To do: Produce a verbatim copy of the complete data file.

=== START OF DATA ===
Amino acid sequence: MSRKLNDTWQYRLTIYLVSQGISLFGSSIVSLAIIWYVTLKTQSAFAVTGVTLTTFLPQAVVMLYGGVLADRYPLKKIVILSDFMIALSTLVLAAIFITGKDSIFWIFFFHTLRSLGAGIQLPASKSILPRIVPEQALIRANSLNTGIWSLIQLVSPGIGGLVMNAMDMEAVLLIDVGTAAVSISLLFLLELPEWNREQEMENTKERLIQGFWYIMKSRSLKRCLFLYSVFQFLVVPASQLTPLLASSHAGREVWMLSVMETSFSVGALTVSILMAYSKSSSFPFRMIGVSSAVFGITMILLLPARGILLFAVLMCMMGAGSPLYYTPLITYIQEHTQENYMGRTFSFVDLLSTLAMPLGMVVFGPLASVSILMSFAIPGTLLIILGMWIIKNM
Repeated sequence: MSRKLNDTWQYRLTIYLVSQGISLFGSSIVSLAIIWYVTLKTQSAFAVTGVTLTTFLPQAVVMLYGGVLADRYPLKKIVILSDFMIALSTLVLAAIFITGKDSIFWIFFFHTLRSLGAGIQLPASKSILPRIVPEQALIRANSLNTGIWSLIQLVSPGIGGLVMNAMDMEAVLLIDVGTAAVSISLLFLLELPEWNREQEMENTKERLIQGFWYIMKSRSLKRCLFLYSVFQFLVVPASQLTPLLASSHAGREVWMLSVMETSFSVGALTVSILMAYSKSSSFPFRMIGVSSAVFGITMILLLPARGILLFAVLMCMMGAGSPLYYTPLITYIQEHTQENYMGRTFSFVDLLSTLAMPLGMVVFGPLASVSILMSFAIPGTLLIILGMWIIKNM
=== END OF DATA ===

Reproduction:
Amino acid sequence: MSRKLNDTWQYRLTIYLVSQGISLFGSSIVSLAIIWYVTLKTQSAFAVTGVTLTTFLPQAVVMLYGGVLADRYPLKKIVILSDFMIALSTLVLAAIFITGKDSIFWIFFFHTLRSLGAGIQLPASKSILPRIVPEQALIRANSLNTGIWSLIQLVSPGIGGLVMNAMDMEAVLLIDVGTAAVSISLLFLLELPEWNREQEMENTKERLIQGFWYIMKSRSLKRCLFLYSVFQFLVVPASQLTPLLASSHAGREVWMLSVMETSFSVGALTVSILMAYSKSSSFPFRMIGVSSAVFGITMILLLPARGILLFAVLMCMMGAGSPLYYTPLITYIQEHTQENYMGRTFSFVDLLSTLAMPLGMVVFGPLASVSILMSFAIPGTLLIILGMWIIKNM
Repeated sequence: MSRKLNDTWQYRLTIYLVSQGISLFGSSIVSLAIIWYVTLKTQSAFAVTGVTLTTFLPQAVVMLYGGVLADRYPLKKIVILSDFMIALSTLVLAAIFITGKDSIFWIFFFHTLRSLGAGIQLPASKSILPRIVPEQALIRANSLNTGIWSLIQLVSPGIGGLVMNAMDMEAVLLIDVGTAAVSISLLFLLELPEWNREQEMENTKERLIQGFWYIMKSRSLKRCLFLYSVFQFLVVPASQLTPLLASSHAGREVWMLSVMETSFSVGALTVSILMAYSKSSSFPFRMIGVSSAVFGITMILLLPARGILLFAVLMCMMGAGSPLYYTPLITYIQEHTQENYMGRTFSFVDLLSTLAMPLGMVVFGPLASVSILMSFAIPGTLLIILGMWIIKNM